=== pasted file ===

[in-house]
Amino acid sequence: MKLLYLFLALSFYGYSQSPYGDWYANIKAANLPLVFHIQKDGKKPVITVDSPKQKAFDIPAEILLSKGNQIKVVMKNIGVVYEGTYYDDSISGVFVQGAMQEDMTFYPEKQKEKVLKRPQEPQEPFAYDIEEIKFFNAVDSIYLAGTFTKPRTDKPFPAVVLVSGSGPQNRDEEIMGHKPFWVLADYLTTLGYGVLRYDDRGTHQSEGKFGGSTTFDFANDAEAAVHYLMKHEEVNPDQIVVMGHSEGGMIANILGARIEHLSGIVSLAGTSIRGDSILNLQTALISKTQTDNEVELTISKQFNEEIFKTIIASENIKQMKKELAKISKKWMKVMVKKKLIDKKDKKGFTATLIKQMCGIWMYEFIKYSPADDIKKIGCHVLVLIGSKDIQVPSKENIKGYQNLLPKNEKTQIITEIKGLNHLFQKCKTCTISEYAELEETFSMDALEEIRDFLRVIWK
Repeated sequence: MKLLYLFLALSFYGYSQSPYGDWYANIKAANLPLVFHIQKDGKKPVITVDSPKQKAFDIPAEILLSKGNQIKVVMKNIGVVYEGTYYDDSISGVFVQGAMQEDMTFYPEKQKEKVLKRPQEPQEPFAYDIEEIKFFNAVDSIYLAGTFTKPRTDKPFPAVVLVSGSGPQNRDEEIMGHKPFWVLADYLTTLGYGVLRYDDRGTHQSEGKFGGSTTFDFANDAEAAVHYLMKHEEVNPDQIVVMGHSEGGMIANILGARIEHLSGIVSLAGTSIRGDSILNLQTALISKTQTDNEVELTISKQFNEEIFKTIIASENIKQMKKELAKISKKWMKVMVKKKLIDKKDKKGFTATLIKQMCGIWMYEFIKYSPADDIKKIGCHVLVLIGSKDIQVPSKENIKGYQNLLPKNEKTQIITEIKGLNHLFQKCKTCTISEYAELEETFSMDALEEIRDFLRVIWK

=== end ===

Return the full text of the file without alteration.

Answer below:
[in-house]
Amino acid sequence: MKLLYLFLALSFYGYSQSPYGDWYANIKAANLPLVFHIQKDGKKPVITVDSPKQKAFDIPAEILLSKGNQIKVVMKNIGVVYEGTYYDDSISGVFVQGAMQEDMTFYPEKQKEKVLKRPQEPQEPFAYDIEEIKFFNAVDSIYLAGTFTKPRTDKPFPAVVLVSGSGPQNRDEEIMGHKPFWVLADYLTTLGYGVLRYDDRGTHQSEGKFGGSTTFDFANDAEAAVHYLMKHEEVNPDQIVVMGHSEGGMIANILGARIEHLSGIVSLAGTSIRGDSILNLQTALISKTQTDNEVELTISKQFNEEIFKTIIASENIKQMKKELAKISKKWMKVMVKKKLIDKKDKKGFTATLIKQMCGIWMYEFIKYSPADDIKKIGCHVLVLIGSKDIQVPSKENIKGYQNLLPKNEKTQIITEIKGLNHLFQKCKTCTISEYAELEETFSMDALEEIRDFLRVIWK
Repeated sequence: MKLLYLFLALSFYGYSQSPYGDWYANIKAANLPLVFHIQKDGKKPVITVDSPKQKAFDIPAEILLSKGNQIKVVMKNIGVVYEGTYYDDSISGVFVQGAMQEDMTFYPEKQKEKVLKRPQEPQEPFAYDIEEIKFFNAVDSIYLAGTFTKPRTDKPFPAVVLVSGSGPQNRDEEIMGHKPFWVLADYLTTLGYGVLRYDDRGTHQSEGKFGGSTTFDFANDAEAAVHYLMKHEEVNPDQIVVMGHSEGGMIANILGARIEHLSGIVSLAGTSIRGDSILNLQTALISKTQTDNEVELTISKQFNEEIFKTIIASENIKQMKKELAKISKKWMKVMVKKKLIDKKDKKGFTATLIKQMCGIWMYEFIKYSPADDIKKIGCHVLVLIGSKDIQVPSKENIKGYQNLLPKNEKTQIITEIKGLNHLFQKCKTCTISEYAELEETFSMDALEEIRDFLRVIWK